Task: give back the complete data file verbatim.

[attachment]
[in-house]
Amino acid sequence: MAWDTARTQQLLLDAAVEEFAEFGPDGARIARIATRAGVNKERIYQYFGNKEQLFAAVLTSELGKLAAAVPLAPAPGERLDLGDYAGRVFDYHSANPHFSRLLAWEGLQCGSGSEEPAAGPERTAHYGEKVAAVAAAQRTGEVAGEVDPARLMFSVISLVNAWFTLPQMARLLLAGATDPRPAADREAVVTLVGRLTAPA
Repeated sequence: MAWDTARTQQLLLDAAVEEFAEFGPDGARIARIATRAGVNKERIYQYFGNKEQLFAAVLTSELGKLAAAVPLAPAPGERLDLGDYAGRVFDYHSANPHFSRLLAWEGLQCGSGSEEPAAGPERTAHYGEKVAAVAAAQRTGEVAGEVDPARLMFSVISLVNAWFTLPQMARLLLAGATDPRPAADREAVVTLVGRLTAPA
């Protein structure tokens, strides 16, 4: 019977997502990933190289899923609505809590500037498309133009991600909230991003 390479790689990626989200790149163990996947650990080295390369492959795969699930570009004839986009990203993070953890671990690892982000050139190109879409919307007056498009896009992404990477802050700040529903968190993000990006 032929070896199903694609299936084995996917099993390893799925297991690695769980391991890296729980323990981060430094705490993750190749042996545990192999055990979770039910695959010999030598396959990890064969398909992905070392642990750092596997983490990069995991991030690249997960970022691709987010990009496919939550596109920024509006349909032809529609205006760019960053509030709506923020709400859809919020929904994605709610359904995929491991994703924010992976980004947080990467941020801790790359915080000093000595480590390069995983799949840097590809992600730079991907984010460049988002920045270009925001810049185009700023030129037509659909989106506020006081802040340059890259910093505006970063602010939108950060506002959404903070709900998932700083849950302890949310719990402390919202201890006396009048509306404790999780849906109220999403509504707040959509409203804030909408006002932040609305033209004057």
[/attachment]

[in-house]
Amino acid sequence: MAWDTARTQQLLLDAAVEEFAEFGPDGARIARIATRAGVNKERIYQYFGNKEQLFAAVLTSELGKLAAAVPLAPAPGERLDLGDYAGRVFDYHSANPHFSRLLAWEGLQCGSGSEEPAAGPERTAHYGEKVAAVAAAQRTGEVAGEVDPARLMFSVISLVNAWFTLPQMARLLLAGATDPRPAADREAVVTLVGRLTAPA
Repeated sequence: MAWDTARTQQLLLDAAVEEFAEFGPDGARIARIATRAGVNKERIYQYFGNKEQLFAAVLTSELGKLAAAVPLAPAPGERLDLGDYAGRVFDYHSANPHFSRLLAWEGLQCGSGSEEPAAGPERTAHYGEKVAAVAAAQRTGEVAGEVDPARLMFSVISLVNAWFTLPQMARLLLAGATDPRPAADREAVVTLVGRLTAPA
């Protein structure tokens, strides 16, 4: 019977997502990933190289899923609505809590500037498309133009991600909230991003 390479790689990626989200790149163990996947650990080295390369492959795969699930570009004839986009990203993070953890671990690892982000050139190109879409919307007056498009896009992404990477802050700040529903968190993000990006 032929070896199903694609299936084995996917099993390893799925297991690695769980391991890296729980323990981060430094705490993750190749042996545990192999055990979770039910695959010999030598396959990890064969398909992905070392642990750092596997983490990069995991991030690249997960970022691709987010990009496919939550596109920024509006349909032809529609205006760019960053509030709506923020709400859809919020929904994605709610359904995929491991994703924010992976980004947080990467941020801790790359915080000093000595480590390069995983799949840097590809992600730079991907984010460049988002920045270009925001810049185009700023030129037509659909989106506020006081802040340059890259910093505006970063602010939108950060506002959404903070709900998932700083849950302890949310719990402390919202201890006396009048509306404790999780849906109220999403509504707040959509409203804030909408006002932040609305033209004057």